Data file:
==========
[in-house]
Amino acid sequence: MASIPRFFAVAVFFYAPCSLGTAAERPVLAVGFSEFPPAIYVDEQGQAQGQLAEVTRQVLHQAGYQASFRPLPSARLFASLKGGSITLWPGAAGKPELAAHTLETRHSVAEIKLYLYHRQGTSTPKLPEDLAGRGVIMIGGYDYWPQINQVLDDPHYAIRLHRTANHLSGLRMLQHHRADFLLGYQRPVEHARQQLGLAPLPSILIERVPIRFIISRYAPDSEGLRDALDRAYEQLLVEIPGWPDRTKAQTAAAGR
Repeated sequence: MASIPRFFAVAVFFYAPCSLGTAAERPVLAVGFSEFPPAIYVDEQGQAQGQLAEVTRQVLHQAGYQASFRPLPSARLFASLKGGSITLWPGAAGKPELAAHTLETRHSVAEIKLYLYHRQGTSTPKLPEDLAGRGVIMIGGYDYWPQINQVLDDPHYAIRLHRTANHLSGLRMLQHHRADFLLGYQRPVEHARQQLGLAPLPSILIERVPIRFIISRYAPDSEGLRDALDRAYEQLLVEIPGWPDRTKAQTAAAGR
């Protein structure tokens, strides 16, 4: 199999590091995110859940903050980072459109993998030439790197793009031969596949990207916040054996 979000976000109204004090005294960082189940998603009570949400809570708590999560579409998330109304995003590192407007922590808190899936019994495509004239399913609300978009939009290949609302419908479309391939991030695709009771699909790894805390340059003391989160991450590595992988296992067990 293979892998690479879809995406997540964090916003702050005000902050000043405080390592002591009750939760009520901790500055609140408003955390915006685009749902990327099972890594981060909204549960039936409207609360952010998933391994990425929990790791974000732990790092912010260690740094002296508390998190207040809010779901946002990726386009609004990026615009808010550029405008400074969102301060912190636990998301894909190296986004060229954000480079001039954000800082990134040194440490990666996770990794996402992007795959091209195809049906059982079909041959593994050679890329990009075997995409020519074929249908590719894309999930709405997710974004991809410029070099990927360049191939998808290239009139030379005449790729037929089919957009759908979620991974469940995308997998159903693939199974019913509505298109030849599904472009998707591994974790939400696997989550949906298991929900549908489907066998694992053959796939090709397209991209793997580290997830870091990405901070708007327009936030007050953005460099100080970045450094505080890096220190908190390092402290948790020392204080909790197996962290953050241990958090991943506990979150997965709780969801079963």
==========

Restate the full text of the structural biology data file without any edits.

[in-house]
Amino acid sequence: MASIPRFFAVAVFFYAPCSLGTAAERPVLAVGFSEFPPAIYVDEQGQAQGQLAEVTRQVLHQAGYQASFRPLPSARLFASLKGGSITLWPGAAGKPELAAHTLETRHSVAEIKLYLYHRQGTSTPKLPEDLAGRGVIMIGGYDYWPQINQVLDDPHYAIRLHRTANHLSGLRMLQHHRADFLLGYQRPVEHARQQLGLAPLPSILIERVPIRFIISRYAPDSEGLRDALDRAYEQLLVEIPGWPDRTKAQTAAAGR
Repeated sequence: MASIPRFFAVAVFFYAPCSLGTAAERPVLAVGFSEFPPAIYVDEQGQAQGQLAEVTRQVLHQAGYQASFRPLPSARLFASLKGGSITLWPGAAGKPELAAHTLETRHSVAEIKLYLYHRQGTSTPKLPEDLAGRGVIMIGGYDYWPQINQVLDDPHYAIRLHRTANHLSGLRMLQHHRADFLLGYQRPVEHARQQLGLAPLPSILIERVPIRFIISRYAPDSEGLRDALDRAYEQLLVEIPGWPDRTKAQTAAAGR
């Protein structure tokens, strides 16, 4: 199999590091995110859940903050980072459109993998030439790197793009031969596949990207916040054996 979000976000109204004090005294960082189940998603009570949400809570708590999560579409998330109304995003590192407007922590808190899936019994495509004239399913609300978009939009290949609302419908479309391939991030695709009771699909790894805390340059003391989160991450590595992988296992067990 293979892998690479879809995406997540964090916003702050005000902050000043405080390592002591009750939760009520901790500055609140408003955390915006685009749902990327099972890594981060909204549960039936409207609360952010998933391994990425929990790791974000732990790092912010260690740094002296508390998190207040809010779901946002990726386009609004990026615009808010550029405008400074969102301060912190636990998301894909190296986004060229954000480079001039954000800082990134040194440490990666996770990794996402992007795959091209195809049906059982079909041959593994050679890329990009075997995409020519074929249908590719894309999930709405997710974004991809410029070099990927360049191939998808290239009139030379005449790729037929089919957009759908979620991974469940995308997998159903693939199974019913509505298109030849599904472009998707591994974790939400696997989550949906298991929900549908489907066998694992053959796939090709397209991209793997580290997830870091990405901070708007327009936030007050953005460099100080970045450094505080890096220190908190390092402290948790020392204080909790197996962290953050241990958090991943506990979150997965709780969801079963």